In practice, the decision-making process varies from department to department depending on how active the students are (and especially the left student caucuses). In relatively “inactive” unions, the Board makes most of the decisions and very few assemblies take place or they don’t have quorum. In fighting unions, it is typical to have General Assemblies as often as you need them (they can be called by the Board or by gathering a number of signatures) and this can be every week if an occupation of the department is going on or one in a few months if things are “calm”.
Tactics for fighting vary a lot, but they never include “strikes” per se, as students are not employees. Usual tactics are delegations and actions to various administrative bodies, marches, rallies and walkouts. The most powerful tactic of the Greek student movement though, which has been used continuously and successfully for decades is occupations. When a student union decides to occupy their department, we take over all the buildings and all activity in the department stops, including classes, research, and administration. Usually, no professor or staff member can even enter the building, unless of course they want to participate in the occupation, and students self-organize cultural and political events, discussions etc. As it is obvious, this is an extremely powerful means of applying pressure to the administration and the state, and in cases of state attacks against public education, occupations spread like wildfire in a few weeks and can go on for months.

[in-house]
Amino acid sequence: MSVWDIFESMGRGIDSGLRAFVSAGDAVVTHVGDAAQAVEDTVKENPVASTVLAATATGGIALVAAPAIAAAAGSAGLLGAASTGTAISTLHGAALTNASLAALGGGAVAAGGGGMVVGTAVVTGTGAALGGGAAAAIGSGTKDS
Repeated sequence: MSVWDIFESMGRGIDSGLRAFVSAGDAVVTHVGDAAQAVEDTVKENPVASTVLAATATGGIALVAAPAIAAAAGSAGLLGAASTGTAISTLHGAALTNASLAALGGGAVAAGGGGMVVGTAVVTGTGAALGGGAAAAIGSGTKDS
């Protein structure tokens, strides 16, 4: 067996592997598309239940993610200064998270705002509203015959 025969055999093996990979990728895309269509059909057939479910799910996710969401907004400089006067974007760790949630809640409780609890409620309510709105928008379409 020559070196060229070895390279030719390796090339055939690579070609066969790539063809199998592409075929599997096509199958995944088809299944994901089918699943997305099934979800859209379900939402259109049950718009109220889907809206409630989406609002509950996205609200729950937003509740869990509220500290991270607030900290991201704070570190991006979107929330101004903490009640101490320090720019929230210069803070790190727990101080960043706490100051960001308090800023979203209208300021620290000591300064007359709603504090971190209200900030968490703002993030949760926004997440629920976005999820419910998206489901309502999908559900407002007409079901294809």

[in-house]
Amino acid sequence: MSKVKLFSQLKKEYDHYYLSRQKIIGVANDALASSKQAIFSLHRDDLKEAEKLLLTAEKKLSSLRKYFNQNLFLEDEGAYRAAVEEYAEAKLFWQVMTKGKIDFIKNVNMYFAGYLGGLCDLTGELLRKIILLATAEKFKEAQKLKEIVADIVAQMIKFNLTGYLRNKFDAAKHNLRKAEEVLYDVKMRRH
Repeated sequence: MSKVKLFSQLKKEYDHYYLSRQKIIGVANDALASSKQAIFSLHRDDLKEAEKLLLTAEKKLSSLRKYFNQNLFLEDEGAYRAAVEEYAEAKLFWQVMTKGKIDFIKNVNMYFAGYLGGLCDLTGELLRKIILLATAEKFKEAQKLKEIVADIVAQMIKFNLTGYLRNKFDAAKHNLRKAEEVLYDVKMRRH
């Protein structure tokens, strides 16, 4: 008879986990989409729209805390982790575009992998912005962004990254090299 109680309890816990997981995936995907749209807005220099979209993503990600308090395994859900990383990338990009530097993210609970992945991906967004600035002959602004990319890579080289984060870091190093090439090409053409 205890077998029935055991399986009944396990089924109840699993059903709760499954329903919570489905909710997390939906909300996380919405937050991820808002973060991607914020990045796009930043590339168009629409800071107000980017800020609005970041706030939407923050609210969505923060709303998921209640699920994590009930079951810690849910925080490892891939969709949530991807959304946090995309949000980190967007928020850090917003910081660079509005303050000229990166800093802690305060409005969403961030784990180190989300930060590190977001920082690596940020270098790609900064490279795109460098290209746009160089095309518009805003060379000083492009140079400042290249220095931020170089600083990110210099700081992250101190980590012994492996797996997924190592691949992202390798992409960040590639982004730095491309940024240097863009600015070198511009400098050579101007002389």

Of course, the reason for all the above is that there is no university police in Greece and regular police is not allowed to enter university grounds unless there is a murder going on. And of course, along with everything else these past 2 years, the state recently gave the right to police to enter the university, which created an outrage. And, like many other measures targeting universities, its implementation starts creeping in from the weakest and least active universities and it might take years to be implemented in the big ones.